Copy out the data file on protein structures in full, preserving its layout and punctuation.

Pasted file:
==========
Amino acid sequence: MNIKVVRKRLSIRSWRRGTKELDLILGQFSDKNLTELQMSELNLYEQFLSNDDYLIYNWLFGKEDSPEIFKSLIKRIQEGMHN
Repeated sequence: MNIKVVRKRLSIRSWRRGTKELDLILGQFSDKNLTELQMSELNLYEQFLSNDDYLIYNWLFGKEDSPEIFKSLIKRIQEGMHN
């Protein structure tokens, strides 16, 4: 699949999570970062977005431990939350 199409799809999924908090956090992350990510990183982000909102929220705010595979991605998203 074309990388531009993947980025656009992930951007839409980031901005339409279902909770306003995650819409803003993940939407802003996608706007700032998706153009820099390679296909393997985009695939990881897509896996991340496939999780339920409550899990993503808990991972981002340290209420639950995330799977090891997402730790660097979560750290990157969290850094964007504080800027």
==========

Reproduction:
Amino acid sequence: MNIKVVRKRLSIRSWRRGTKELDLILGQFSDKNLTELQMSELNLYEQFLSNDDYLIYNWLFGKEDSPEIFKSLIKRIQEGMHN
Repeated sequence: MNIKVVRKRLSIRSWRRGTKELDLILGQFSDKNLTELQMSELNLYEQFLSNDDYLIYNWLFGKEDSPEIFKSLIKRIQEGMHN
């Protein structure tokens, strides 16, 4: 699949999570970062977005431990939350 199409799809999924908090956090992350990510990183982000909102929220705010595979991605998203 074309990388531009993947980025656009992930951007839409980031901005339409279902909770306003995650819409803003993940939407802003996608706007700032998706153009820099390679296909393997985009695939990881897509896996991340496939999780339920409550899990993503808990991972981002340290209420639950995330799977090891997402730790660097979560750290990157969290850094964007504080800027």